Recursive feature elimination (RFE) has been used in this project to remove the least relevant features identified in the explainability analysis. RFE is a feature selection method that trains a model and drops the feature that contributes the least to the model until the specified number of features is reached. The model is elastic net [73], a state-of-the-art regularised regression method. The RFE has been used to select the 30 most relevant features that have been used to train and test the random forest algorithm. Results are not as precise as using all the available features. Still, the time and resources are noticeably reduced in the same proportion as the number of bands used while keeping a similar performance. Furthermore, the number of features chosen can be adapted to the resources available.

Data prediction

Data prediction is the final step of a trained ML model. The machine applies the model to each raster tile stack pixel-by-pixel in this step. The prediction results in a matrix of cells of unsigned integers (0–255), which describe the LC classes numerically. This matrix will have the exact dimensions as the Sentinel-2 tile with 10 m spatial resolution (120 MB size each).

Results and discussion

Model validation, testing and comparison with Copernicus GLC

Once the whole area of interest has been predicted using the obtained model, it has to be checked if it is making correct predictions. It is usual to assess a ML model using two different datasets, the validation set and the test set.

As explained in "Model training and validation" section, the model is validated using the validation dataset, which is used to overview the correctness of the proposed model in early phases and detect coarse problems in the design of the model and selection of variables (Fig. 5). The validation dataset is a 20% of records from the training dataset, for which it is expected certain correlation and an optimistic accuracy results, if the model is correct. The test dataset is predominately used to evaluate the final product and is an independent dataset from the training dataset. Indeed, good results in the validation set (training model) do not guarantee good results with production data (entire study area). In our case, the training and validation datasets belong to only three countries (Lebanon, Spain and Tunisia), portraying the most representative landscapes of the Mediterranean basin; while the testing dataset was not used for training and belongs to 14 countries of the basin (including Lebanon, Spain and Tunisia).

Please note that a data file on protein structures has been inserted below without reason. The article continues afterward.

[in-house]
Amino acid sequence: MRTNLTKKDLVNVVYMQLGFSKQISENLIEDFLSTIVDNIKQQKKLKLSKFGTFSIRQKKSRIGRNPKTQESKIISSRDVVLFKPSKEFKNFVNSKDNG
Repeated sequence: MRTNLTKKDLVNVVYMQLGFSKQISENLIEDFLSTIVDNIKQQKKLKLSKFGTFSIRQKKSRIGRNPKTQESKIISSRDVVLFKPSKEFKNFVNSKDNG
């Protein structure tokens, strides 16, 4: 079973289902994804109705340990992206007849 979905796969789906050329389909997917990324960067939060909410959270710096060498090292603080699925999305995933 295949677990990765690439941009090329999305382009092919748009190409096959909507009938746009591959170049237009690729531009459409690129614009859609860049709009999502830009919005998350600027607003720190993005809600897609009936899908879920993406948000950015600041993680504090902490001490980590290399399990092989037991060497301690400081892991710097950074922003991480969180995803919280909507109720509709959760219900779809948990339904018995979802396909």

The results of the validation dataset showed that the overall accuracy of the map is 96.2%, with producers’ and users’ accuracy per class always above the 90% (errors of omission and commission lower than 10% for all classes) (Fig. 5). These results confirm the methodological workflow is successful in the task of generating a LC map for a large area, such as the Mediterranean basin, by processing Big Data from satellite images and large ground-truth databases.

Fig. 5
figure 5

Confusion matrix obtains using a Random Forest model in our use case (LC of the Mediterranean Basin). Overall map accuracy is near 96%

A realistic evaluation of the map is done by generating a testing dataset. The testing dataset should be composed of data validated by experts unaffiliated with the project. Following this criterion, nearly 8000 random points inside our working area were inspected to create a test dataset. As expected, the results of predicting the test dataset are not as good as those of the validation dataset, obtaining an overall accuracy of 72%. However, some classes do classify well. For example, the “closedForest” and “builtUp” classes have a 95% and 91% hit rate, respectively. The fact that there is a significant difference in accuracy in certain classes between the validation and the testing dataset may indicate that the data of this class in the training dataset does not fully represent it. This can be corrected in new iterations of the workflow by adding new data on elements of the landscape that are not represented in the first training dataset, by balancing classes and by merging classes that are not able to be spectrally separated. The “Wetland” class is an example that needs to be reviewed, since it achieves a 96.8% accuracy in the validation but a 63.3% accuracy in the testing. The number of samples reveals it is likely that wetlands are under-represented in the original training dataset.